Girls, School Dress-Codes and Slut-Shaming

In America, we see Islamic women all covered up and think, “That poor woman, made to be ashamed of her body!” But is it any less oppressive to convince a woman that her uncovered body is never beautiful enough? Is covering enslavement… or freedom? I want to find out.

Tagline from Lauren Jayne’s blog “The Modesty Experiment

I was just a kid the first time someone wolf-whistled at me. And I’m not gonna lie: it was great. The thing is, I’d been picked on in school my whole childhood, and enough kids had called me “ugly” over time that by junior high, I had come to believe it to be true. So at the tender age of thirteen, already with more to fill out a bra than anything like self-esteem, I discovered in the instance of one catcall that I had sexual power. By 15, I was one of those girls who people thought was older than I was, so my teen years were characterized by fairly regular sexual attention, usually from men rather than boys my own age.

It was flattering at the time. It made me feel special. But when I think back on this period of my life, I feel sad for the young woman who believed she didn’t matter without male attention. Maybe that’s why I get my back up when debates arise about how young women dress, and whether or not they deserve to be subject to the “male gaze” when they show bra straps, or wear short shorts, or what have you.

The topic came up on this recent episode of The Current, on which junior high student Tallie Doyle and her mum were interviewed about Tallie’s efforts to protest her school’s dress code. The story came on the heels of a similar case in which a Quebec student was over a similar challenge. It is remarkable how quickly debates become heated when it comes to the sexualization of girls and young women. I think this is because as a society we are confused about this topic. Little wonder that young women are scratching their heads trying to figure out what the rules are, and whether they are justifiable. They receive mixed messages and are placed in impossible, damned-if-you-do, damned-if-you don’t situations. Dress down, and if you are an insecure young woman (as I was), you will be ignored, and possibly ridiculed. That’s lonely business in a society that seems to remind women at every turn that they will be judged in terms of their attractiveness to men. Flaunt what you’ve got and you’re objectified by the boys, hated by the girls, and slut-shamed by both. It’s confusing as hell.[1]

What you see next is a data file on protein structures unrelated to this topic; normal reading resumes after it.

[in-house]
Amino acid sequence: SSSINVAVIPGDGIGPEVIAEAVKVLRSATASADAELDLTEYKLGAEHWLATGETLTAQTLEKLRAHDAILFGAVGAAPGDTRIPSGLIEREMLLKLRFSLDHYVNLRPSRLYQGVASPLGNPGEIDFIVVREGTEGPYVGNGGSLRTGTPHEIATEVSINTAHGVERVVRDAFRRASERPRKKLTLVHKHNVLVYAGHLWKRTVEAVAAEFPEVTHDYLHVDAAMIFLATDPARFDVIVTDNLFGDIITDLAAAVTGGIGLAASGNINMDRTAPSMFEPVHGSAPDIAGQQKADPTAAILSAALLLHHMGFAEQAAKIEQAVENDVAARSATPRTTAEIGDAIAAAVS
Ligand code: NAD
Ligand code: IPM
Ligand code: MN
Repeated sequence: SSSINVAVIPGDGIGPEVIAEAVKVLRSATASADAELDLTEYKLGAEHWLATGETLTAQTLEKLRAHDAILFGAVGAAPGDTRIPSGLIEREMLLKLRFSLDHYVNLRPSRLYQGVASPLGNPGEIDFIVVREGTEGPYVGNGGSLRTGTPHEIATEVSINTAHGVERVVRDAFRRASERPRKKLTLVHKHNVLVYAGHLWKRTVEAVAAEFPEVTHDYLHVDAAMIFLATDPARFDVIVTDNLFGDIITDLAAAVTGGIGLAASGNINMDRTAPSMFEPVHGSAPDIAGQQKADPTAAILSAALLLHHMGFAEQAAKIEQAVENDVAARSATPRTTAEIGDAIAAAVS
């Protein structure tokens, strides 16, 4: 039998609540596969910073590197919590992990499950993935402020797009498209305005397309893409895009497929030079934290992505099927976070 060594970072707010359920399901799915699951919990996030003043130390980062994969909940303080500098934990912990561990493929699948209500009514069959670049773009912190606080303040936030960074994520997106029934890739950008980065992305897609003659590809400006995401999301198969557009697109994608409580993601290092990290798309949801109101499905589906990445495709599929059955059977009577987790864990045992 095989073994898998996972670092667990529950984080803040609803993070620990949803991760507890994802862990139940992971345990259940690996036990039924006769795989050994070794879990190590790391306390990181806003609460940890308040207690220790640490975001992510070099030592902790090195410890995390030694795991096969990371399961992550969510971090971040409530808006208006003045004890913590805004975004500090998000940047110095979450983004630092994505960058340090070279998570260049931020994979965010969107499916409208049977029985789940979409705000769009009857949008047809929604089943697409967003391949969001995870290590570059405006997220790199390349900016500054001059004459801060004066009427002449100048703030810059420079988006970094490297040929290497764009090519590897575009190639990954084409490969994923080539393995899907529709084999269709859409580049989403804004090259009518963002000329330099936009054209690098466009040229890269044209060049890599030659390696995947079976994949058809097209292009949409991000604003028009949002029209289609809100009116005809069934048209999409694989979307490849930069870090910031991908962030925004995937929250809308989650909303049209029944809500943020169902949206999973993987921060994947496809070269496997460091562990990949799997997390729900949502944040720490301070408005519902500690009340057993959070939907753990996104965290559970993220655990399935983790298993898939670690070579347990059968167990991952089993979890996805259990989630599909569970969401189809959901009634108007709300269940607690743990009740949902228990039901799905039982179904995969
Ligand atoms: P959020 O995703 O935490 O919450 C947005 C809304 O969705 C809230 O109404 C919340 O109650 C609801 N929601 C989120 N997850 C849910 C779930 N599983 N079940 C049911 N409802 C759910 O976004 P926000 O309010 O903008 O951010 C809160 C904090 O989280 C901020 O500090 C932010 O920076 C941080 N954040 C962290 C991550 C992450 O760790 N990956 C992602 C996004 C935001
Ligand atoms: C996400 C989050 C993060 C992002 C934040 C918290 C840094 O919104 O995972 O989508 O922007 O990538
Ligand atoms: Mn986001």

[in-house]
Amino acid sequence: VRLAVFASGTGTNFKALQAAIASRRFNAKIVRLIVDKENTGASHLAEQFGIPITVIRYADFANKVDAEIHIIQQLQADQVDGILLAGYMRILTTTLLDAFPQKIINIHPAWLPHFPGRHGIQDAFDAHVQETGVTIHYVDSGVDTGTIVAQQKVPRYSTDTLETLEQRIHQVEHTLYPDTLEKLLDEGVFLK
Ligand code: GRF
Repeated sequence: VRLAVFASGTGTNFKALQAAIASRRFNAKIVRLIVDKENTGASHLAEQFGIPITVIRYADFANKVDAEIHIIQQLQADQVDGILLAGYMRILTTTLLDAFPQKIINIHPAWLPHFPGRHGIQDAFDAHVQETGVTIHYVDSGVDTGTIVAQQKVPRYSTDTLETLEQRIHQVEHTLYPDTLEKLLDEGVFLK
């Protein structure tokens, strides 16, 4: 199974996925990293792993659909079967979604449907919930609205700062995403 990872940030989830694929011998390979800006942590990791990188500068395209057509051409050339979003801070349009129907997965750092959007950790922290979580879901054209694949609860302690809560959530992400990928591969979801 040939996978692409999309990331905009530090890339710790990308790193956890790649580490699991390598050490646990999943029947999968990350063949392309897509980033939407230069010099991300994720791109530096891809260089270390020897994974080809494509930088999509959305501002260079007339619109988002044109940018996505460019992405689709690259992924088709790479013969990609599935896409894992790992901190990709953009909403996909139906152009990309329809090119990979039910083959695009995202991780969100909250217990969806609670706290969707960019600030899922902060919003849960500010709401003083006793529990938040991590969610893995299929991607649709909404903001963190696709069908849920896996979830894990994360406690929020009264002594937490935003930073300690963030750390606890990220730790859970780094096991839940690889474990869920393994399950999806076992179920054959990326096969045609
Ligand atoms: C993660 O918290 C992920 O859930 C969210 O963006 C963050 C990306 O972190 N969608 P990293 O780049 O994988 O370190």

slutback

How is this a word we want to take back exactly? I don’t call other women sluts. And I certainly don’t like to be called one.

So I’d like to come at this from a couple of angles. First – and I just need to get this out of the way – it troubles me deeply when some young women think they are simply asserting their right to self-expression when they protest dress codes. This might piss some people off, but I figure that blaming the “male gaze” for everything allows women to avoid their complicity in a patriarchal culture that renders them invisible and unlovable if they don’t show skin. I’m not saying that piggish, objectifying behaviour by men isn’t a problem – only that it obscures important critical questions around the responsibility of women to examine how much they rely on sexual desirability to feel good about themselves, and to rank order, judge, and harm their sisters. Ariel Levy’s (2005) Female Chauvenist Pigs argues that post-feminism has sold women a bill of goods: Supposedly, overt displays of sexuality and participation in “raunch” or “porn” culture has somehow liberated women by allowing them to be “more like men” with respect to sexual freedom and sexual expression. It’s a solid thesis that many young women, sadly, don’t get, and don’t seem interested in exploring, in part because they have learned to focus all of their critical attention on the behaviour of men.

 

School Dress Codes are an Easy Way Out